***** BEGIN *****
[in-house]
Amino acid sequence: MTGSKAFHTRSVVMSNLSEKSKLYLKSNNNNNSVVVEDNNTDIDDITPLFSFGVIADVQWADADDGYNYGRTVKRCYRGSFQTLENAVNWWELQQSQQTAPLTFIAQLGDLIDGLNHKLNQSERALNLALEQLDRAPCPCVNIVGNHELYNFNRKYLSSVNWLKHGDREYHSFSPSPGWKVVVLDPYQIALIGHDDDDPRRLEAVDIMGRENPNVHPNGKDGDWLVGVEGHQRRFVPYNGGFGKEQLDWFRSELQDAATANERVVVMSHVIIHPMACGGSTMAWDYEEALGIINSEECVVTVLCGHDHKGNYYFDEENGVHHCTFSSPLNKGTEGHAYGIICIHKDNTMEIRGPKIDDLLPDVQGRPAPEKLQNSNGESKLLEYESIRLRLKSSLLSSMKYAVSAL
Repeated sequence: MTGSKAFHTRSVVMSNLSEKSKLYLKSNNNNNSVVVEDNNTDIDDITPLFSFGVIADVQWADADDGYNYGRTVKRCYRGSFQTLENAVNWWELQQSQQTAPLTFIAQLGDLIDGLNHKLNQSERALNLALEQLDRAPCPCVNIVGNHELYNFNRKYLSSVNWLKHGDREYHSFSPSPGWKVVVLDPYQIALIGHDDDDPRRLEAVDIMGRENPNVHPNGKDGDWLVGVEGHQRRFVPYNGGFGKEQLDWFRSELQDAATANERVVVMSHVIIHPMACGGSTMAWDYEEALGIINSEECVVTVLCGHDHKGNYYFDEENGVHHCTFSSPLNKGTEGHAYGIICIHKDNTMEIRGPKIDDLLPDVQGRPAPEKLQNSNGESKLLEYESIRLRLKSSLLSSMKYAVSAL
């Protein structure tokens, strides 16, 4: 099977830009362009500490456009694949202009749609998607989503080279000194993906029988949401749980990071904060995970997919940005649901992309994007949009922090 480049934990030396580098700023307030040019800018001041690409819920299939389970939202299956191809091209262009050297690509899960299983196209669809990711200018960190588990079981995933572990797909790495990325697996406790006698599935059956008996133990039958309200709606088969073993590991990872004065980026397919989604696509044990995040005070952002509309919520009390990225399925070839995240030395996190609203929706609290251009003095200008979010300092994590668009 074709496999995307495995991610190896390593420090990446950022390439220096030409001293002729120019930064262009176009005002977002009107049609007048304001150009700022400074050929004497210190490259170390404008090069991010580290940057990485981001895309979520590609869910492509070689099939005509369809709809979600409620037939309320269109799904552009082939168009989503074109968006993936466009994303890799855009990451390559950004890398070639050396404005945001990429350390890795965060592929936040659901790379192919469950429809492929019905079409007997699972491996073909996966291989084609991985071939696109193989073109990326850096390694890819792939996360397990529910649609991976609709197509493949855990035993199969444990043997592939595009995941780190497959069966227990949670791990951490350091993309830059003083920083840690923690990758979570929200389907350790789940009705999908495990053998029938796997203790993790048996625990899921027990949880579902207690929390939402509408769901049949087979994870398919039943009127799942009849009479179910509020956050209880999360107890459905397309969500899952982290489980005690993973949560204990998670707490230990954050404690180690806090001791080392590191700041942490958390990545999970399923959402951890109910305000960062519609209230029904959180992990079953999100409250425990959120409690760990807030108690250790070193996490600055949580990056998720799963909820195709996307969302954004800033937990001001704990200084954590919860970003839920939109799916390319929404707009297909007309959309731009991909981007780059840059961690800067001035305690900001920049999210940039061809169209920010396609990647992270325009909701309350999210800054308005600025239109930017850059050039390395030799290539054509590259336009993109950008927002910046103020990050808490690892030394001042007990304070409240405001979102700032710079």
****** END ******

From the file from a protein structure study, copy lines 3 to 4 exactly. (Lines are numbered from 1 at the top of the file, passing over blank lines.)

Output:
Repeated sequence: MTGSKAFHTRSVVMSNLSEKSKLYLKSNNNNNSVVVEDNNTDIDDITPLFSFGVIADVQWADADDGYNYGRTVKRCYRGSFQTLENAVNWWELQQSQQTAPLTFIAQLGDLIDGLNHKLNQSERALNLALEQLDRAPCPCVNIVGNHELYNFNRKYLSSVNWLKHGDREYHSFSPSPGWKVVVLDPYQIALIGHDDDDPRRLEAVDIMGRENPNVHPNGKDGDWLVGVEGHQRRFVPYNGGFGKEQLDWFRSELQDAATANERVVVMSHVIIHPMACGGSTMAWDYEEALGIINSEECVVTVLCGHDHKGNYYFDEENGVHHCTFSSPLNKGTEGHAYGIICIHKDNTMEIRGPKIDDLLPDVQGRPAPEKLQNSNGESKLLEYESIRLRLKSSLLSSMKYAVSAL
């Protein structure tokens, strides 16, 4: 099977830009362009500490456009694949202009749609998607989503080279000194993906029988949401749980990071904060995970997919940005649901992309994007949009922090 480049934990030396580098700023307030040019800018001041690409819920299939389970939202299956191809091209262009050297690509899960299983196209669809990711200018960190588990079981995933572990797909790495990325697996406790006698599935059956008996133990039958309200709606088969073993590991990872004065980026397919989604696509044990995040005070952002509309919520009390990225399925070839995240030395996190609203929706609290251009003095200008979010300092994590668009 074709496999995307495995991610190896390593420090990446950022390439220096030409001293002729120019930064262009176009005002977002009107049609007048304001150009700022400074050929004497210190490259170390404008090069991010580290940057990485981001895309979520590609869910492509070689099939005509369809709809979600409620037939309320269109799904552009082939168009989503074109968006993936466009994303890799855009990451390559950004890398070639050396404005945001990429350390890795965060592929936040659901790379192919469950429809492929019905079409007997699972491996073909996966291989084609991985071939696109193989073109990326850096390694890819792939996360397990529910649609991976609709197509493949855990035993199969444990043997592939595009995941780190497959069966227990949670791990951490350091993309830059003083920083840690923690990758979570929200389907350790789940009705999908495990053998029938796997203790993790048996625990899921027990949880579902207690929390939402509408769901049949087979994870398919039943009127799942009849009479179910509020956050209880999360107890459905397309969500899952982290489980005690993973949560204990998670707490230990954050404690180690806090001791080392590191700041942490958390990545999970399923959402951890109910305000960062519609209230029904959180992990079953999100409250425990959120409690760990807030108690250790070193996490600055949580990056998720799963909820195709996307969302954004800033937990001001704990200084954590919860970003839920939109799916390319929404707009297909007309959309731009991909981007780059840059961690800067001035305690900001920049999210940039061809169209920010396609990647992270325009909701309350999210800054308005600025239109930017850059050039390395030799290539054509590259336009993109950008927002910046103020990050808490690892030394001042007990304070409240405001979102700032710079």